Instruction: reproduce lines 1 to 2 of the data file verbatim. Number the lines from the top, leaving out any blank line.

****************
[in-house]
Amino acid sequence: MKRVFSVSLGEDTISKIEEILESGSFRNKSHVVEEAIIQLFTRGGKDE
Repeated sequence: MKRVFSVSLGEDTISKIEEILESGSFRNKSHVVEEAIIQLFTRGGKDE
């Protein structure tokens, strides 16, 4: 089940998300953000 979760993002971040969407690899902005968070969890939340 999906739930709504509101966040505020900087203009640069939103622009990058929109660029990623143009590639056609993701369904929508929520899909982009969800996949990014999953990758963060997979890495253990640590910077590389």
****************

[in-house]
Amino acid sequence: MKRVFSVSLGEDTISKIEEILESGSFRNKSHVVEEAIIQLFTRGGKDE